Reflection on the Daily Readings for 5/06/09 by Fr. Bertrand Buby, SM
Scripture: Wed. of 4th week in Easter. Acts 12:24-13:5. Psalm
67:2-188.8.131.52. John 12:44-50. Lectionary # 281:
Only here in the Acts of the Apostles is the verb for liturgical
action used in the sense of prayer, worship, and thanksgiving. (Acts 13:2).
Ordinarily when applied to Christians, it no longer has a proper cultic
tone: it describes the service of mutual aid, which the collection and
almsgiving were, thereby conferring on it the status of divine service.
(Dictionary of the N.Testament, X.Leon-Dufour). Five of the teachers and
prophets were assembled at Antioch: Barnabas, Simeon, Lucius, and Menahem
and Saul who would soon be named Paul. All are participating in liturgical
actions and prayers in thanksgiving for the success and growth of the
church that they were experiencing. The Spirit descends upon them and they
lay hands on Barnabas and Saul thus commissioning them for the beginning of
a missionary journey. They will do this with great courage and enthusiasm
and bring more Gentiles into the Church from Cyprus.
This recalls the great effect that after Vatican II the Constitution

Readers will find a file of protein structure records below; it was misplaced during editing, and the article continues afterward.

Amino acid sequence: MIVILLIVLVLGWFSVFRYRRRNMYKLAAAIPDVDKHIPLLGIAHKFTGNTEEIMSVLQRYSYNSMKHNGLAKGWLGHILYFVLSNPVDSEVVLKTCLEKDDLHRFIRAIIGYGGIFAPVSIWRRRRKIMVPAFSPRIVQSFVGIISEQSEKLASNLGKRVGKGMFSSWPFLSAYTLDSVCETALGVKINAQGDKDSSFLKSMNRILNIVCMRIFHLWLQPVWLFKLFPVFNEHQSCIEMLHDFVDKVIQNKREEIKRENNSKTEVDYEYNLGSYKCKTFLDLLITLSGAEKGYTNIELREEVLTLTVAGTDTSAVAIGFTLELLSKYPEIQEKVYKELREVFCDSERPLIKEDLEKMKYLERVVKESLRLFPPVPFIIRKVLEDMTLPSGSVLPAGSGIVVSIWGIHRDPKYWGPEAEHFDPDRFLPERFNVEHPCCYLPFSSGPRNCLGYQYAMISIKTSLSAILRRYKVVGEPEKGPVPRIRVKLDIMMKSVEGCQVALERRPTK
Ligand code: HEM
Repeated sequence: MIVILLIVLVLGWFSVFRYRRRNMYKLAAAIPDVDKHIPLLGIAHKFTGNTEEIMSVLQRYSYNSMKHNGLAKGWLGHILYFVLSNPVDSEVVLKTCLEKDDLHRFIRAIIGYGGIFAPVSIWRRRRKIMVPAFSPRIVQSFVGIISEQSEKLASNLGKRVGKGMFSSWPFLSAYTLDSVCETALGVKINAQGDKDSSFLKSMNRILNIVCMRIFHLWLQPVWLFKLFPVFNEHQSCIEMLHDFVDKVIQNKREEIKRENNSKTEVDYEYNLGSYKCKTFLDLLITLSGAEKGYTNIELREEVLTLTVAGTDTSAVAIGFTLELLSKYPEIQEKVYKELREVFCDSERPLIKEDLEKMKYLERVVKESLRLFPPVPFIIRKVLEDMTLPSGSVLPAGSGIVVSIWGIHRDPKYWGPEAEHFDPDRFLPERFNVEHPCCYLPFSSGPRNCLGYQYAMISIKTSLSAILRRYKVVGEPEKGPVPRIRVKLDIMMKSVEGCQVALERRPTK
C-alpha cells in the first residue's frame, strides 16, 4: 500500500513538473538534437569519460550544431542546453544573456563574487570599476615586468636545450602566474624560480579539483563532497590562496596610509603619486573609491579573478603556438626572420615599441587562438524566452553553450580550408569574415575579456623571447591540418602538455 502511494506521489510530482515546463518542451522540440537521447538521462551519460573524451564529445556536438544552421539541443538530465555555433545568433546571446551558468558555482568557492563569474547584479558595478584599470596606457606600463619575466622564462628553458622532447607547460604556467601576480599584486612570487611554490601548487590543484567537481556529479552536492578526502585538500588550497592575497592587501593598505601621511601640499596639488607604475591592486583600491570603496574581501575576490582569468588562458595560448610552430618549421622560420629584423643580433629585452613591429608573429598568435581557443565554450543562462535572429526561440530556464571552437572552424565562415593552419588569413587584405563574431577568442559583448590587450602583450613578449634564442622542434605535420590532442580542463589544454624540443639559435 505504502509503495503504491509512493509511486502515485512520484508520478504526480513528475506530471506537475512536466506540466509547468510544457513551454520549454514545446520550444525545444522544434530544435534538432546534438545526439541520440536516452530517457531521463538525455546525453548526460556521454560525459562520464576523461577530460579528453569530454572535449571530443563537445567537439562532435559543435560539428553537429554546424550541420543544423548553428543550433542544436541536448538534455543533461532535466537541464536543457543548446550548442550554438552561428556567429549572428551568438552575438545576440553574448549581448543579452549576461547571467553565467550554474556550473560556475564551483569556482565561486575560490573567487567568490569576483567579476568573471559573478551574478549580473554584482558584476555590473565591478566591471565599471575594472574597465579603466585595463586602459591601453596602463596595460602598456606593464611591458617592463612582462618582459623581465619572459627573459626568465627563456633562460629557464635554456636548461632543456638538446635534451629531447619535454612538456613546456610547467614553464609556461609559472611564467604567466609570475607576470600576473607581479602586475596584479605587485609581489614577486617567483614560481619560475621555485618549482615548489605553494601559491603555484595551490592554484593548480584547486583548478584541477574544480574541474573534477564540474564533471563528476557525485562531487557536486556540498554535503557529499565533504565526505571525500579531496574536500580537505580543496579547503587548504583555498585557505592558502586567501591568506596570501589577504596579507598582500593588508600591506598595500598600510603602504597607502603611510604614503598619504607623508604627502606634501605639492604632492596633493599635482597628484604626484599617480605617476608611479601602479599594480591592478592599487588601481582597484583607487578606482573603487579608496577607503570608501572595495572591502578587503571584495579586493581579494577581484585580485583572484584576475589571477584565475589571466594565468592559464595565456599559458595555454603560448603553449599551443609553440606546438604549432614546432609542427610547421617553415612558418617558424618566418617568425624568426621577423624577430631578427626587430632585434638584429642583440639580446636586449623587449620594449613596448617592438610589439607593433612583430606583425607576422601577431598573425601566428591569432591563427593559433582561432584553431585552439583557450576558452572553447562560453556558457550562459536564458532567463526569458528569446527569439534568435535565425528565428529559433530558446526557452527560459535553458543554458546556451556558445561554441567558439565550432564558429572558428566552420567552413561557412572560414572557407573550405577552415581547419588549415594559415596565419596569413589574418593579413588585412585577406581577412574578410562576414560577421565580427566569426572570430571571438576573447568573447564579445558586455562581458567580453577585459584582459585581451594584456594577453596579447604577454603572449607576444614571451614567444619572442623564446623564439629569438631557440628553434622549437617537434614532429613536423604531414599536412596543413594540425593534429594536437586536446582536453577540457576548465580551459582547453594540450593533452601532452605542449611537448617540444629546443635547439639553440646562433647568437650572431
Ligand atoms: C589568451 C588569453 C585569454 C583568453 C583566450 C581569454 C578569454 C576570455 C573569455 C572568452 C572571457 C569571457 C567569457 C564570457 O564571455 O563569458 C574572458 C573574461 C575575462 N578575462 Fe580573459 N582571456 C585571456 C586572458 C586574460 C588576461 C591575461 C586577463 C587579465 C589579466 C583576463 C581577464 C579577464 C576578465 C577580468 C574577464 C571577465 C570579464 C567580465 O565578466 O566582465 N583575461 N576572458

on the Liturgy had on the churches throughout the world. We do well to
reread that Constitution from time to time in order to better appreciate
the call to particpation in the liturgy and to learn about its depth and
breadth in the life of the Church. It was well received all over the world
for it opened up the Liturgy of the Word and the Eucharist to being offered
and participated in the vernacular. Ministers of the Word, priests, and
deacons, religious are especially called to reread this important document.
Looking back into the Acts of the Apostles we see such a liturgy
taking place at Antioch where the name Christian was first used. Fr.
Fitzmyer says, “One might think of the imposition of hands as a sort of
“ordination,” but the context argues for a missionary mandate and a
blessing rather than for a sacramental bestowal of powers.” (Jermome
Biblical Commentary, p.192. 45:64).
Barnabas and Saul’s missionary labor is to bring the Name of Jesus
and the Gospel to the Gentiles. This happens today through many people
going to the missions. Not only priests, sisters, and brothers, but many
college students who perform the works that are also implied in the word
for liturgy in the New Testament such as service, concern for the poor,
distribution of gifts, building and catechising the people in the Gospels
and the Creed. We may wish to offer a special prayer for all those who
have this apostolic zeal for the missions. Amen.